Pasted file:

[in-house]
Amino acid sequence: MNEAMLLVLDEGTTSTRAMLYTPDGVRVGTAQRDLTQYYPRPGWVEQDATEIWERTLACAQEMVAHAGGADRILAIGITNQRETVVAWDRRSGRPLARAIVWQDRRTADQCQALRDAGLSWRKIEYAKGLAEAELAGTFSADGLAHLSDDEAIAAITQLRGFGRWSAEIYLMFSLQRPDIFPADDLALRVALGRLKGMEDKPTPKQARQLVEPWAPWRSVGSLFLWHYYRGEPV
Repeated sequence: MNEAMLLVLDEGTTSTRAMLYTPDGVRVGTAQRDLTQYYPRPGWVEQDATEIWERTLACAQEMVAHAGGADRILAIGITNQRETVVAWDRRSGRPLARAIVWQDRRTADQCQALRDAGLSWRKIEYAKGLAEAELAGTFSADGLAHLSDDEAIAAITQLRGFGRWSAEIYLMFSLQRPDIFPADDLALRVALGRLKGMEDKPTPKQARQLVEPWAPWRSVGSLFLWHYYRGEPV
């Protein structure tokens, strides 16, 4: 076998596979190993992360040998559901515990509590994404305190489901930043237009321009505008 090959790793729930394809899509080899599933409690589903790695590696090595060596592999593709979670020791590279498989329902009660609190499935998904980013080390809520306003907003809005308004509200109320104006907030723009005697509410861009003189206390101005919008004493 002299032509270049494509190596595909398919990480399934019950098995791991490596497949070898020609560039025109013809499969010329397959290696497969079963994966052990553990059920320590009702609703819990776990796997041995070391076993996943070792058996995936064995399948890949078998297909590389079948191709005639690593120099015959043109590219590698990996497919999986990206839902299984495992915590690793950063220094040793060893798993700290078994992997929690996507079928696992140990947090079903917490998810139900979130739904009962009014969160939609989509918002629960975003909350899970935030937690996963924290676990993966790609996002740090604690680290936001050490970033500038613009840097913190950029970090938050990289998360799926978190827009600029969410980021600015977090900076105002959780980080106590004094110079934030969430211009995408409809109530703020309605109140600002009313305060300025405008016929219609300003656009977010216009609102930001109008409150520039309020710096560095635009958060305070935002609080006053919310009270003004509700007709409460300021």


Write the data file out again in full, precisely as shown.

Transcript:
[in-house]
Amino acid sequence: MNEAMLLVLDEGTTSTRAMLYTPDGVRVGTAQRDLTQYYPRPGWVEQDATEIWERTLACAQEMVAHAGGADRILAIGITNQRETVVAWDRRSGRPLARAIVWQDRRTADQCQALRDAGLSWRKIEYAKGLAEAELAGTFSADGLAHLSDDEAIAAITQLRGFGRWSAEIYLMFSLQRPDIFPADDLALRVALGRLKGMEDKPTPKQARQLVEPWAPWRSVGSLFLWHYYRGEPV
Repeated sequence: MNEAMLLVLDEGTTSTRAMLYTPDGVRVGTAQRDLTQYYPRPGWVEQDATEIWERTLACAQEMVAHAGGADRILAIGITNQRETVVAWDRRSGRPLARAIVWQDRRTADQCQALRDAGLSWRKIEYAKGLAEAELAGTFSADGLAHLSDDEAIAAITQLRGFGRWSAEIYLMFSLQRPDIFPADDLALRVALGRLKGMEDKPTPKQARQLVEPWAPWRSVGSLFLWHYYRGEPV
């Protein structure tokens, strides 16, 4: 076998596979190993992360040998559901515990509590994404305190489901930043237009321009505008 090959790793729930394809899509080899599933409690589903790695590696090595060596592999593709979670020791590279498989329902009660609190499935998904980013080390809520306003907003809005308004509200109320104006907030723009005697509410861009003189206390101005919008004493 002299032509270049494509190596595909398919990480399934019950098995791991490596497949070898020609560039025109013809499969010329397959290696497969079963994966052990553990059920320590009702609703819990776990796997041995070391076993996943070792058996995936064995399948890949078998297909590389079948191709005639690593120099015959043109590219590698990996497919999986990206839902299984495992915590690793950063220094040793060893798993700290078994992997929690996507079928696992140990947090079903917490998810139900979130739904009962009014969160939609989509918002629960975003909350899970935030937690996963924290676990993966790609996002740090604690680290936001050490970033500038613009840097913190950029970090938050990289998360799926978190827009600029969410980021600015977090900076105002959780980080106590004094110079934030969430211009995408409809109530703020309605109140600002009313305060300025405008016929219609300003656009977010216009609102930001109008409150520039309020710096560095635009958060305070935002609080006053919310009270003004509700007709409460300021």